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Lawrence Solum (many posts), Crescat Sententia (Curmudgeonly Clerk et. al.), and many others have been getting hot under the collar about the "politicization" of the judicial confirmation process. I have argued (more than once) that this concern is misguided, and I continue to believe that it is. Hence, it's good to find Nathan Newman with an eminently sensible take on the issue:

There is no reason in a democracy why either superior virtue or intelligence entitles you to office. Judges have too much power in my view to not be judged based on their views before given lifetime appointment. As things stand, the appointment process is the one check on judicial power for the lifetime of a judge. It should be a tough check for that very reason.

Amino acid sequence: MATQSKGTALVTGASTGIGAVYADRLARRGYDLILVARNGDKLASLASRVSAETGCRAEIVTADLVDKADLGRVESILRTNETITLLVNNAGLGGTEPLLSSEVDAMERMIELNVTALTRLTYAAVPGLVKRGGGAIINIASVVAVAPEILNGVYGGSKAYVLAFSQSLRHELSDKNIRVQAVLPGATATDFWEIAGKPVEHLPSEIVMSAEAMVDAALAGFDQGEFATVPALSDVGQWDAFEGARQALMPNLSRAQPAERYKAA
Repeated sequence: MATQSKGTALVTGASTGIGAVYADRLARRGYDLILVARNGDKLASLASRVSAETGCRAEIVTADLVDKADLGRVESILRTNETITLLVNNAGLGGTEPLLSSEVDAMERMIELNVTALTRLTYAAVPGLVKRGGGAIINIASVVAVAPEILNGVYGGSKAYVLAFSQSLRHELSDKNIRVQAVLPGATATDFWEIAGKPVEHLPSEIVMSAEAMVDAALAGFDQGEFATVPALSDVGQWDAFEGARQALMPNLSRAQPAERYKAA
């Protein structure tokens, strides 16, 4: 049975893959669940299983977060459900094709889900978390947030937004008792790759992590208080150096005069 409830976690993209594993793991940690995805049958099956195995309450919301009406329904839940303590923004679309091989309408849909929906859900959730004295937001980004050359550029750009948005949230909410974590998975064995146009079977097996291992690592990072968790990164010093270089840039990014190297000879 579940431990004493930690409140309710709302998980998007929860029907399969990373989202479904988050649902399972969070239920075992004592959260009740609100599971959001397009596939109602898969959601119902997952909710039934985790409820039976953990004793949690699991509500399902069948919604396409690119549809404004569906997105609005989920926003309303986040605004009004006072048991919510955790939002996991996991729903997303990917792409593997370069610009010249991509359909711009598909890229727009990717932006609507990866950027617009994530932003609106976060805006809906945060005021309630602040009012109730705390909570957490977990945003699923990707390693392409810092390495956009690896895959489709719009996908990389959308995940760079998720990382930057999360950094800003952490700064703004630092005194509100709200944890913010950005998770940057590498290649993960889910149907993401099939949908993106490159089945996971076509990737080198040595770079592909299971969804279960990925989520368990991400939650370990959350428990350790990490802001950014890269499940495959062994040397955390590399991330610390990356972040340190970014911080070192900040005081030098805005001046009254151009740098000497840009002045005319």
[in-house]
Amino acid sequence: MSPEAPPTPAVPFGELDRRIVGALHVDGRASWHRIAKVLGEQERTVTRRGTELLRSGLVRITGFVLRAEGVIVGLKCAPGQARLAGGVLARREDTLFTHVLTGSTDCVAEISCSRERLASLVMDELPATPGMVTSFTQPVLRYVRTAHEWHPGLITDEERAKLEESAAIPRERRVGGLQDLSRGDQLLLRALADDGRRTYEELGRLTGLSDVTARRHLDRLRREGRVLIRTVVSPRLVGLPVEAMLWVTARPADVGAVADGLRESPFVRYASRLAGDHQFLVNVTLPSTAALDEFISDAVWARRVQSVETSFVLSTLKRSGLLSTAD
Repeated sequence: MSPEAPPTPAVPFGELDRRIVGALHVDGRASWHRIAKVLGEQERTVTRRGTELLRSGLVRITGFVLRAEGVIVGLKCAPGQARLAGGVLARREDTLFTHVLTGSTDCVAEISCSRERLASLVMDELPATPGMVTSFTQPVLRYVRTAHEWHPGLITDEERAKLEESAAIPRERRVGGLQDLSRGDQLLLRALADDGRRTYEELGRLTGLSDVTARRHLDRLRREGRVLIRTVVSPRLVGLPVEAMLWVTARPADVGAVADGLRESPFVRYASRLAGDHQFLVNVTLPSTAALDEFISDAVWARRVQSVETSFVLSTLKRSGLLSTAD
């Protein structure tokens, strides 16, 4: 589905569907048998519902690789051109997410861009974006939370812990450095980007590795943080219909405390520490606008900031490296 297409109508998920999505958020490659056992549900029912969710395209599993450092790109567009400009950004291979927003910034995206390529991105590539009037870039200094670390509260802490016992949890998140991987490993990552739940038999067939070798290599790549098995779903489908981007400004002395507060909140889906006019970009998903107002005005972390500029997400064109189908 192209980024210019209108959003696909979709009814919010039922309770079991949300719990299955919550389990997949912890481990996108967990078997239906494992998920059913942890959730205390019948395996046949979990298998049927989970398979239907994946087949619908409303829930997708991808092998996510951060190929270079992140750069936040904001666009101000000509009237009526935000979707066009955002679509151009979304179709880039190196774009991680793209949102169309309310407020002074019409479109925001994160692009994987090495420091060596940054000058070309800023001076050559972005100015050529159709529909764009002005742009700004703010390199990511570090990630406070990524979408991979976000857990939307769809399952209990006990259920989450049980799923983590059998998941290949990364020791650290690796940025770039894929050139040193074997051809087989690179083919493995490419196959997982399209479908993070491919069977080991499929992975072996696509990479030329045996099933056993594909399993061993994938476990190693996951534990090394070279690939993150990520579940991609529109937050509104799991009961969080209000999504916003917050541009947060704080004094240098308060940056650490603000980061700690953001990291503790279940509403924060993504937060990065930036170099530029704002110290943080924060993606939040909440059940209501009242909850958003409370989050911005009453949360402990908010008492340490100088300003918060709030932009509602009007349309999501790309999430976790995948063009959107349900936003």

Some other persuasive arguments come from, as usual, Brian Leiter:

It's hard not to feel that our public culture, and our public discourse about law, would be a lot healthier if the truth of legal realism were more widely acknowledged. Consider the battle over federal court nominations: if we're realists, then we can say plainly that these are battles over life-time appointments of government agents who will be called on to make moral and political judgments, by which the force of the state will be brought to bear against the parties so judged. Ergo, it is perfectly reasonable, indeed, appropriate, for Senators to oppose nominations on moral and political grounds.

Three cheers for Schumerism! (and for legal realism!)